NIDA funding allows Temple scientists to continue critical substance abuse research

Substance abuse is a major public health problem in the United States, with some 21 million Americans diagnosed with at least one substance use disorder. Only 10 percent of individuals, however, receive treatment for substance use disorders, and in many instances effective, long-lasting treatments are limited. Compounding those problems is the fact that the biological basis for addiction is incompletely understood.

For the last two decades, scientists at the Center for Substance Abuse Research (CSAR) at the Lewis Katz School of Medicine at Temple University have been working to advance the understanding of the biological basis of drug addiction and actions of drugs of abuse. Now, thanks to a $7.2M grant from the National Institute on Drug Abuse (NIDA), that work is funded for another five years. This is the fourth 5-year renewal of the NIDA P30 Core Center of Excellence grant awarded to CSAR.

We feel incredibly fortunate to receive support once again from NIDA. NIDA funding has helped foster critical interdisciplinary research and new collaborations in substance abuse research, both within and beyond Temple University."

Ellen Unterwald, PhD, Professor of Pharmacology at the Lewis Katz School of Medicine (LKSOM) and Director of CSAR

According to Dr. Unterwald, the NIDA P30 Core Center of Excellence grant has been a major force in carrying research on drugs of abuse to new heights at Temple. Since 1998, CSAR has made numerous discoveries in the areas of substance abuse, drug addiction, pain, and HIV/AIDS. In the last five years alone, the P30 Center has contributed to 64 research projects, resulting in more than 150 peer-reviewed papers.

The renewal of the NIDA P30 Center grant enables continued funding of an administrative core and pilot project core, as well as five research support cores, including an animal core for addiction-related behaviors, a biochemical pharmacology core, a cell and immunology core, an integrated physiological systems and pain core, and a molecular biology core. The research support cores have the capacity to carry out a wide range of tasks, from measuring animal physiology and behavior to assessing the actions of drugs in the nervous and immune systems using biochemical and molecular techniques.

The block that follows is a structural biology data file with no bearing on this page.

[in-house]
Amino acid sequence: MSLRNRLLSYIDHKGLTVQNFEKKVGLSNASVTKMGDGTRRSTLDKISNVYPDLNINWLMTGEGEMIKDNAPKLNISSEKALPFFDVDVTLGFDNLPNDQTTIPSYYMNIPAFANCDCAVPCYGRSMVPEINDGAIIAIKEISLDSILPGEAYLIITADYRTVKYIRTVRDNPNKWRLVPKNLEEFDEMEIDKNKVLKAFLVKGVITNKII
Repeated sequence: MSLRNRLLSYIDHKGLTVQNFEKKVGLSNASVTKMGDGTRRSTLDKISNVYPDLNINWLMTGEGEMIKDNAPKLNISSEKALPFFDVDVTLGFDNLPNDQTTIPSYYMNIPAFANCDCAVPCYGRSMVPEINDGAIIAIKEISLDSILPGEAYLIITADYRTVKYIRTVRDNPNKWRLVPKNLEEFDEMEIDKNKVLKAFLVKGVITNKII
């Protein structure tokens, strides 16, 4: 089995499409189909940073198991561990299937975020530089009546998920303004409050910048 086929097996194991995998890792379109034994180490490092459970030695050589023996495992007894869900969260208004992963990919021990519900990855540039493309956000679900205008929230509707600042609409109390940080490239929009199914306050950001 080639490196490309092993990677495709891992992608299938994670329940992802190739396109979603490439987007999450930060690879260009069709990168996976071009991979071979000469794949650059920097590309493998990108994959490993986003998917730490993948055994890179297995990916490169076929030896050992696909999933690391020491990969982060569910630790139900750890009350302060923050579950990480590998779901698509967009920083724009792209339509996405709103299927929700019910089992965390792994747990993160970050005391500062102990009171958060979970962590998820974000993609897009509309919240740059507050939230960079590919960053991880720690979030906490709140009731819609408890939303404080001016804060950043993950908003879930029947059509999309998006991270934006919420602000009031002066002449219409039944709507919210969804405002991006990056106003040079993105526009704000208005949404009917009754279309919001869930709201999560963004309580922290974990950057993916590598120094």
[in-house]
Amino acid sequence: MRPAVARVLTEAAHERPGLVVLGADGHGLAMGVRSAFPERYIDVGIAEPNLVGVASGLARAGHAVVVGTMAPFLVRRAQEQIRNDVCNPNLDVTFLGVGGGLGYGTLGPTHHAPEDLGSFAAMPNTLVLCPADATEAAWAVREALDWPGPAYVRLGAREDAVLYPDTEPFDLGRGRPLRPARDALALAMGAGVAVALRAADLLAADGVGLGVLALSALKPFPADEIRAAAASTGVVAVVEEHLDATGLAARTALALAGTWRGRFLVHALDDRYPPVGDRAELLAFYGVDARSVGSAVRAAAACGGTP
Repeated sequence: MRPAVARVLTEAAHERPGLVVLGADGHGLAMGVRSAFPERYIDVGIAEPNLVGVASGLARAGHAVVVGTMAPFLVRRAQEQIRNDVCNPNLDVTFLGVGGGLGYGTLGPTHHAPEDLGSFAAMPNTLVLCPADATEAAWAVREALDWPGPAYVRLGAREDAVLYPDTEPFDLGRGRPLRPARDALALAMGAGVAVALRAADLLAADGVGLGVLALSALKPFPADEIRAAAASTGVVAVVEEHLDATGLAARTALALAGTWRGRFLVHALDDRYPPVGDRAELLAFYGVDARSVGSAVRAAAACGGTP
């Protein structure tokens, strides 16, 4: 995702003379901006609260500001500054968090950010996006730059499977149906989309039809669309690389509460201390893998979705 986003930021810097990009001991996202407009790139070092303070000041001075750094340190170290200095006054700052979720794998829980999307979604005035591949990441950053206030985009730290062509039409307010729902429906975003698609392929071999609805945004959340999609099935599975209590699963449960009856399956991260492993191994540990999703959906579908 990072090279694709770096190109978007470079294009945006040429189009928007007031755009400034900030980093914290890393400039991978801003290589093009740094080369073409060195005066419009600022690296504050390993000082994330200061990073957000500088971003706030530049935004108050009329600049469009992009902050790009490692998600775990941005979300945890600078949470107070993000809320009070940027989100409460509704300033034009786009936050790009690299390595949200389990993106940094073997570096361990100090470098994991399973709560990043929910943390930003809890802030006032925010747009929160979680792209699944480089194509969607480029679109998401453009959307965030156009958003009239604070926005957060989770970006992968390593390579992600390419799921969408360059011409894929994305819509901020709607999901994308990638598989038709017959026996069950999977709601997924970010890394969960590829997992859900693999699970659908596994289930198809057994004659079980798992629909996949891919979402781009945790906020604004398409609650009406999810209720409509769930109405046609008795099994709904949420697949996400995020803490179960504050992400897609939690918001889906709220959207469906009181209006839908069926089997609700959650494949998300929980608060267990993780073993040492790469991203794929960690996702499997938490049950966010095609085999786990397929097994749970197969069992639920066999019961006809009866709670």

In addition to Dr. Unterwald, CSAR and Temple faculty leading the cores include Toby K. Eisenstein, PhD, Co-Director of CSAR; Martin W. Adler, PhD, MS, CSAR Director (emeritus) and Senior Advisor; Lee-Yuan Liu-Chen, PhD, Professor of Pharmacology and Dermatology; Scott Rawls, PhD, Professor of Pharmacology; Thomas Rogers, PhD, Director of Temple's Center for Inflammation, Translational, and Clinical Lung Research and Professor at the Fels Institute for Cancer Research and Molecular Biology; and Mary E. Abood, PhD, Professor of Anatomy and Cell Biology.

"NIDA funding has played an important part in allowing CSAR to carry out high-quality, innovative, state-of-the-art research, making Temple a national resource for advancements in the field of addiction biology," Dr. Unterwald added. "We look forward to another five years of furthering knowledge of the biological foundations of substance abuse and working to develop and bring new treatments to those in need."

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